Use Bach To Make It Better Part III

Yo-Yo Ma is planning to visit 36 cities for a new project.

This article was written by Zachary Woolfe, and it appeared in the New York Times, The article was featured in the Sunday Arts Section, September 30, 2018.

“It has helped me through challenging times, with a death in the family,” Mary Pat Buerkle Mr. Ma’s longtime manager, said of his Bach.  “It completely calmed me of ridiculous jitters the morning of my wedding.  I was more than a little jittery, and I asked my husband to please put it on for me.”

When he recorded the suites for the first time, in 1983, Mr. Ma was still in his 20s, though already decades into a career that began as a child prodigy in the early 1960s, when his family moved from Paris to New York.  It’s an assertive, dramatic, robust reading of the music, with heightened extremes.

That first go, he said with a laugh, “is like youthful ‘I know everything.’ The second is middle-aged confusion.”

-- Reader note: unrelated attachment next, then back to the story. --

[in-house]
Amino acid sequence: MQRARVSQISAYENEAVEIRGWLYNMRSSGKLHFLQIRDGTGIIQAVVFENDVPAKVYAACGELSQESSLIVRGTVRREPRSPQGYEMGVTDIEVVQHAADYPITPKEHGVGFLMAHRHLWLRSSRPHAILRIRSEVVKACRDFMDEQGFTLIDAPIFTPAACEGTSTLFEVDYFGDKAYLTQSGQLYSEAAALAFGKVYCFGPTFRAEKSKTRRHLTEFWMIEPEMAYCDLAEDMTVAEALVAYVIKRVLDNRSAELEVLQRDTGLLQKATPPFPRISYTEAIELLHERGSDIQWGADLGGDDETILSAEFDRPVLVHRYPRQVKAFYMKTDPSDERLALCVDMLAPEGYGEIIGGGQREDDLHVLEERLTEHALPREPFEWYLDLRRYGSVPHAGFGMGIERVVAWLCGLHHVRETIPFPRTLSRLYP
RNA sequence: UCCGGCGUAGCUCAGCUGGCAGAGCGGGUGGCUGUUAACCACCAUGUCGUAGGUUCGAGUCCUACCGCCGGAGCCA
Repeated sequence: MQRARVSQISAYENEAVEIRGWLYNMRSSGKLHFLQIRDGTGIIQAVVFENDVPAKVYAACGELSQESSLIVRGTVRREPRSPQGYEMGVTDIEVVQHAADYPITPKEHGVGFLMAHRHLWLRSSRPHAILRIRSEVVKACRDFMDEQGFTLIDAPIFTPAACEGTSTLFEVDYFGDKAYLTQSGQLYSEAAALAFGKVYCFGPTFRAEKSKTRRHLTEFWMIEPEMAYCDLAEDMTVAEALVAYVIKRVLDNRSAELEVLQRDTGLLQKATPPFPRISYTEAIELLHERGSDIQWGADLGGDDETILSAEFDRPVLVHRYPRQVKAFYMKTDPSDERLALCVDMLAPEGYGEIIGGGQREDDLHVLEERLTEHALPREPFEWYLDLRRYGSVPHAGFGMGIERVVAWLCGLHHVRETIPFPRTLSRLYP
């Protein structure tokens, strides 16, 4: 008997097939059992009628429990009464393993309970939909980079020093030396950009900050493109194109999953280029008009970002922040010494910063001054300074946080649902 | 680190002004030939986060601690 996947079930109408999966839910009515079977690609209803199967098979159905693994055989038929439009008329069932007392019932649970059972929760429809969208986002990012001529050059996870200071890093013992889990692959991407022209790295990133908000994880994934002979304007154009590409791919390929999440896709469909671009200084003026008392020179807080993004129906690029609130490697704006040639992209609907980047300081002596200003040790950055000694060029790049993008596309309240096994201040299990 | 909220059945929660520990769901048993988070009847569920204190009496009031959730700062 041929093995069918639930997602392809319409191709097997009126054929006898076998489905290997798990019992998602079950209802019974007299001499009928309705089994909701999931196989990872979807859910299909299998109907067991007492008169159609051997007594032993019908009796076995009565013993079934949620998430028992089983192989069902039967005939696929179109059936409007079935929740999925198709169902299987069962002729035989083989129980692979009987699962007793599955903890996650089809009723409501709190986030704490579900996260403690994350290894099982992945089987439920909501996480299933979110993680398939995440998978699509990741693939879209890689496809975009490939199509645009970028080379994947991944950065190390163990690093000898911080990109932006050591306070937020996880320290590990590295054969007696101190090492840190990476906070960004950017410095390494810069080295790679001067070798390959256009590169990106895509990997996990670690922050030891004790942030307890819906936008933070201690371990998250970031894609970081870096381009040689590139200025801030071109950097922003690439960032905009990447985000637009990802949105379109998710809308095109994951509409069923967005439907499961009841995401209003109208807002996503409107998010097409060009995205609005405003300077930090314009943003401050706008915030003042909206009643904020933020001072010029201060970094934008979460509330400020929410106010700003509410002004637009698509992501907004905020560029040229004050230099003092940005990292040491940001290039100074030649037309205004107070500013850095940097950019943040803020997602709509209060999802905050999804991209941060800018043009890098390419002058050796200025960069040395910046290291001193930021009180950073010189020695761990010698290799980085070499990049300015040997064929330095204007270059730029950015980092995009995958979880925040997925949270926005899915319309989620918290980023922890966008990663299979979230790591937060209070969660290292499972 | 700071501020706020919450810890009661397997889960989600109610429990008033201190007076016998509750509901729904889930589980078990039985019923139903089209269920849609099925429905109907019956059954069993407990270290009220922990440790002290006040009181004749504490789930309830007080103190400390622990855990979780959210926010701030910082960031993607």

That second recording, “Inspired by Bach,” was released in the late 1990s, accompanied by ingenious films that depicted the ever-inquisitive Mr Ma in collaboration with artists from other disciplines:  a landscape architect, the choreographer Mark Morris, the etching of Piranesi, ice dancers.  He’s right that there’s an element of bewilderment – or, at least, the modesty of maturity-in this more ruminative, less rhythmically moored take.

The fifth suite in the 1983 album, has the haunted beauty of an empty Venetian palazzo, with prevailing gloom shot with sudden shafts of blinding sunlight.  In 1998, the same suite feels milder and more summery, the overarching condition one of restorative shad rather than stark shadow.  Between the two recordings, Mr. Ma gradually moved from instrumentalist to icon.  (When Kramer gets hit in the head on a 1992 episode of “Seinfeld,” he starts randomly blurting out “Yo-Yo Ma.”)